Tower, Clock & Bells
The tower of St. Mary's Parish Church is an important feature of an imposing group of buildings in the centre of Barnard Castle. At the junction of Newgate, the Market Place and The Bank, the towers tall rectangular shape contrasts with the octagonal Butter Market and the triangular gables along the roof of Barclay's Bank, making an impressive set of geometrical shapes.
The church was not always so prominent. At first it probably had no tower at all and even when, in 1874, the present tower was built, its lower half was hidden by tw-storey buildings which stood on the corner of Newgate and The Bank. These buildings formed Amen Corner, a name which suggests an association with the building they obscured. They were demolished in 1933.
When created in the first of of the 12th Century, the church was a rather simple rectangular building, but by the second half of the 14th Century it had both tower and spire. The tower itself may have been quite squat, but the spire, which was roofed in lead, was very tall, slender and elegant. The spire survived for about 450 years before it became unsafe and had to be dismantled. The Church's spire must have been impressive to many generations of inhabitants of the growing town, and during that time the roof-level of the church was considerably raised.
In an attempt to compensate for the loss of a tall spire, the tower itself was raised to sixty feet high, and on top of that a towerlet was built with a pyramidic roof.
The new tower, nevertheless, lacked the distinction of the old spire and, moreover, the towerlet with its pointed roof was removed after only a few years. The tower itself stood for about another hundred years as a feature of the church until 1868.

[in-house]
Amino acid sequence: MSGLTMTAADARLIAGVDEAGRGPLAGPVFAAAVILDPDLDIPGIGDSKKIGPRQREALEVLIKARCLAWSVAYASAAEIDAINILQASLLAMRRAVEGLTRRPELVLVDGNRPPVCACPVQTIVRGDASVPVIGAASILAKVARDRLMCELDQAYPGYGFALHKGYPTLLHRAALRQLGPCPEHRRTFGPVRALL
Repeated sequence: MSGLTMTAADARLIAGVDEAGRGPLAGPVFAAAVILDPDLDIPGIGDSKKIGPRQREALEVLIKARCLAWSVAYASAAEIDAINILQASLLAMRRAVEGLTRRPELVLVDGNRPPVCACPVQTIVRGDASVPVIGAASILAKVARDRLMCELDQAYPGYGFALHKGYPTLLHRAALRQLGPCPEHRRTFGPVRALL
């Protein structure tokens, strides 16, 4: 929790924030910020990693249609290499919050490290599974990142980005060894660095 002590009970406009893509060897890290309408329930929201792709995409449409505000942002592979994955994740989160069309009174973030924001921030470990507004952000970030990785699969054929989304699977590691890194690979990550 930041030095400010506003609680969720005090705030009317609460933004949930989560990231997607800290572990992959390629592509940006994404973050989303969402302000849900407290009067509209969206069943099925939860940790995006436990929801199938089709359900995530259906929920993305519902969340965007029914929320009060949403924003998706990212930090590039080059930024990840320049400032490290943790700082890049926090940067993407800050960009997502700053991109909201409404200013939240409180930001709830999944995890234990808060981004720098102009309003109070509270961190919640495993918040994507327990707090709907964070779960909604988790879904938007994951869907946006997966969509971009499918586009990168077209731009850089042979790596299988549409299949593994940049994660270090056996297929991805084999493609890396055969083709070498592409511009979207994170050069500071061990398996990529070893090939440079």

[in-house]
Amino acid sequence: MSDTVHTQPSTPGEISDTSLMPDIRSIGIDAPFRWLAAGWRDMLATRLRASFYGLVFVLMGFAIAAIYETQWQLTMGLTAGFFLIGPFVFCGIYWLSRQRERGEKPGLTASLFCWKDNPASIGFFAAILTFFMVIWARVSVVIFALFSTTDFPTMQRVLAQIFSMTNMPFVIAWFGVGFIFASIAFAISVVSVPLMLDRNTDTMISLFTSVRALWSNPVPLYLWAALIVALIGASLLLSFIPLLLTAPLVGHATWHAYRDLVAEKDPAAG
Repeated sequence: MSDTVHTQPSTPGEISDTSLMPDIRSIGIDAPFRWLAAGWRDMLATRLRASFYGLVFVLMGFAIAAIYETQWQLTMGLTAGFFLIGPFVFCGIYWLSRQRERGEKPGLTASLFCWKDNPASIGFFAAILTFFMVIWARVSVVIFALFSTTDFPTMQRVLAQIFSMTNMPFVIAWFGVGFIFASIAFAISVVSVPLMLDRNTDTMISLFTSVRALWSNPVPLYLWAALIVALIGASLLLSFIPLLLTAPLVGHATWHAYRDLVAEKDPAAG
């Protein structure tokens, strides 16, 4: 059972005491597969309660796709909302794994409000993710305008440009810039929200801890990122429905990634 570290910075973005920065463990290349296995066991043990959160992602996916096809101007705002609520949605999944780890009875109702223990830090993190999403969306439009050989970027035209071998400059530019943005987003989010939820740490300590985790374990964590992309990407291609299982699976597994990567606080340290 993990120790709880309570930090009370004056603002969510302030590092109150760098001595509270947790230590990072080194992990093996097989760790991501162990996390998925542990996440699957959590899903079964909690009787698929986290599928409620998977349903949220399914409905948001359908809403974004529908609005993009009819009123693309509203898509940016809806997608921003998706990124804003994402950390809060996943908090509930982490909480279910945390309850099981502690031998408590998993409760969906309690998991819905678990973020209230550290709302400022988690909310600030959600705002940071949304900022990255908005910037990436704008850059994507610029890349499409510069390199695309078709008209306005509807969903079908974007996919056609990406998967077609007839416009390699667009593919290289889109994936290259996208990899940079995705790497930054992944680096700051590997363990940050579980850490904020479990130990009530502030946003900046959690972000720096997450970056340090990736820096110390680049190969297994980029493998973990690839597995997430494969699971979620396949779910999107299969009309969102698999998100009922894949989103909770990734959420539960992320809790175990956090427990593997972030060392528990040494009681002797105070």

Towers do not merely enhance the appearance of their church, but perform the important function of housing the clock and the bells. Further details of the clock may be found by clicking here, and details of the bells by clicking here.
The bells were, however, silent by necessity from 23rd October 1868 until 17th July 1874, the condition of the old tower having been found to be so weak that it was considered unsafe to ring the bells. The whole church was undergoing restoration at that time and extra funds for a new tower could not be quickly raised, but after the foundation stone was laid, on 17th July 1873, progress was so rapid that the tower was completed within a year.
It was eighty feet high(twenty feet higher than its predecessor) and, unlike the old tower, it had an external door which gave access to the main building, so the entrance to the tower became the entrance to the church; the font was moved there so the tower's ground floor became the baptistry, thus becoming the symbolic as well as the physical entrance to the church.
The ringing chamber is accessed by a spiral staircase, and, unusually in an anti-clockwise direction; a total of 39 steps!
Information source: "St. Mary's Tower Clock and Bells" by Alan Wilkinson/Peter Wise and Dave Bailey